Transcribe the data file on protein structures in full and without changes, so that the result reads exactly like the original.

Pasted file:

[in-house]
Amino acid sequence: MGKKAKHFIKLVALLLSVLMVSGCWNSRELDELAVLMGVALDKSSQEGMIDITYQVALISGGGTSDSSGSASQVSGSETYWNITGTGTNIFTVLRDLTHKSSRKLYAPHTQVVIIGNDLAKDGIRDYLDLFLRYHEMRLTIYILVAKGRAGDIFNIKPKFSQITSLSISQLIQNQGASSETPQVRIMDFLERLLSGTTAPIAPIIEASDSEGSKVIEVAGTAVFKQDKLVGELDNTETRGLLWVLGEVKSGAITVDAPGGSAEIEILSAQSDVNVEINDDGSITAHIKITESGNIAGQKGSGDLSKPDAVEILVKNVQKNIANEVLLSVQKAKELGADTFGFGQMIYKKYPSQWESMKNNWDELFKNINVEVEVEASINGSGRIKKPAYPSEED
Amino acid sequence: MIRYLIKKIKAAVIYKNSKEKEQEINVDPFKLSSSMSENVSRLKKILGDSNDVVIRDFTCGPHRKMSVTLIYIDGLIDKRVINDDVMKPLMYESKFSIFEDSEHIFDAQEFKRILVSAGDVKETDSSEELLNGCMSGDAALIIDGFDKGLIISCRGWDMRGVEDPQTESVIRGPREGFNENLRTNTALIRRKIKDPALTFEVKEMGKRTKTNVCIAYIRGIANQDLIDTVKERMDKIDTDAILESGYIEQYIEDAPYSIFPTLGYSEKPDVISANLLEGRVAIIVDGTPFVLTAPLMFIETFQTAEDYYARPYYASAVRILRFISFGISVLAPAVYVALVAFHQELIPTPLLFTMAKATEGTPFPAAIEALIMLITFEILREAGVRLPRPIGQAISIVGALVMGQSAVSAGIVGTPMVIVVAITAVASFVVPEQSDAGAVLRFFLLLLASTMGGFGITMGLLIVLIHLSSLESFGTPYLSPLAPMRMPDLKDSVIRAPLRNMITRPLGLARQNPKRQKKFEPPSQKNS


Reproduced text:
[in-house]
Amino acid sequence: MGKKAKHFIKLVALLLSVLMVSGCWNSRELDELAVLMGVALDKSSQEGMIDITYQVALISGGGTSDSSGSASQVSGSETYWNITGTGTNIFTVLRDLTHKSSRKLYAPHTQVVIIGNDLAKDGIRDYLDLFLRYHEMRLTIYILVAKGRAGDIFNIKPKFSQITSLSISQLIQNQGASSETPQVRIMDFLERLLSGTTAPIAPIIEASDSEGSKVIEVAGTAVFKQDKLVGELDNTETRGLLWVLGEVKSGAITVDAPGGSAEIEILSAQSDVNVEINDDGSITAHIKITESGNIAGQKGSGDLSKPDAVEILVKNVQKNIANEVLLSVQKAKELGADTFGFGQMIYKKYPSQWESMKNNWDELFKNINVEVEVEASINGSGRIKKPAYPSEED
Amino acid sequence: MIRYLIKKIKAAVIYKNSKEKEQEINVDPFKLSSSMSENVSRLKKILGDSNDVVIRDFTCGPHRKMSVTLIYIDGLIDKRVINDDVMKPLMYESKFSIFEDSEHIFDAQEFKRILVSAGDVKETDSSEELLNGCMSGDAALIIDGFDKGLIISCRGWDMRGVEDPQTESVIRGPREGFNENLRTNTALIRRKIKDPALTFEVKEMGKRTKTNVCIAYIRGIANQDLIDTVKERMDKIDTDAILESGYIEQYIEDAPYSIFPTLGYSEKPDVISANLLEGRVAIIVDGTPFVLTAPLMFIETFQTAEDYYARPYYASAVRILRFISFGISVLAPAVYVALVAFHQELIPTPLLFTMAKATEGTPFPAAIEALIMLITFEILREAGVRLPRPIGQAISIVGALVMGQSAVSAGIVGTPMVIVVAITAVASFVVPEQSDAGAVLRFFLLLLASTMGGFGITMGLLIVLIHLSSLESFGTPYLSPLAPMRMPDLKDSVIRAPLRNMITRPLGLARQNPKRQKKFEPPSQKNS